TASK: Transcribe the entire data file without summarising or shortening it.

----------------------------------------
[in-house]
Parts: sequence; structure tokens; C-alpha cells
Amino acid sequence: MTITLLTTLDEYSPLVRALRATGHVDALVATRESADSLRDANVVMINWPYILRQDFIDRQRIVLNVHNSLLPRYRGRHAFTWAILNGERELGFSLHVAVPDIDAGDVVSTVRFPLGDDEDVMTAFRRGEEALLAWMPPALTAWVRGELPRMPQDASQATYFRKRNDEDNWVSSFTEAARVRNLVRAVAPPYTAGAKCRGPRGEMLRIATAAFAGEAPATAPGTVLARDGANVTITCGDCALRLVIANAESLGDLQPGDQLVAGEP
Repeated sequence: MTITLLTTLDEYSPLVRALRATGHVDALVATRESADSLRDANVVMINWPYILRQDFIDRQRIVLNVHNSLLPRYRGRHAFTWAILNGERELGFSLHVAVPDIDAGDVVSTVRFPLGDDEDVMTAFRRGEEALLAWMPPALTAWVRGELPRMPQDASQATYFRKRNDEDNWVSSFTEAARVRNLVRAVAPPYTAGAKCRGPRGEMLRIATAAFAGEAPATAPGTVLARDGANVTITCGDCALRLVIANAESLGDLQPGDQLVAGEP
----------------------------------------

[in-house]
Parts: sequence; structure tokens; C-alpha cells
Amino acid sequence: MTITLLTTLDEYSPLVRALRATGHVDALVATRESADSLRDANVVMINWPYILRQDFIDRQRIVLNVHNSLLPRYRGRHAFTWAILNGERELGFSLHVAVPDIDAGDVVSTVRFPLGDDEDVMTAFRRGEEALLAWMPPALTAWVRGELPRMPQDASQATYFRKRNDEDNWVSSFTEAARVRNLVRAVAPPYTAGAKCRGPRGEMLRIATAAFAGEAPATAPGTVLARDGANVTITCGDCALRLVIANAESLGDLQPGDQLVAGEP
Repeated sequence: MTITLLTTLDEYSPLVRALRATGHVDALVATRESADSLRDANVVMINWPYILRQDFIDRQRIVLNVHNSLLPRYRGRHAFTWAILNGERELGFSLHVAVPDIDAGDVVSTVRFPLGDDEDVMTAFRRGEEALLAWMPPALTAWVRGELPRMPQDASQATYFRKRNDEDNWVSSFTEAARVRNLVRAVAPPYTAGAKCRGPRGEMLRIATAAFAGEAPATAPGTVLARDGANVTITCGDCALRLVIANAESLGDLQPGDQLVAGEP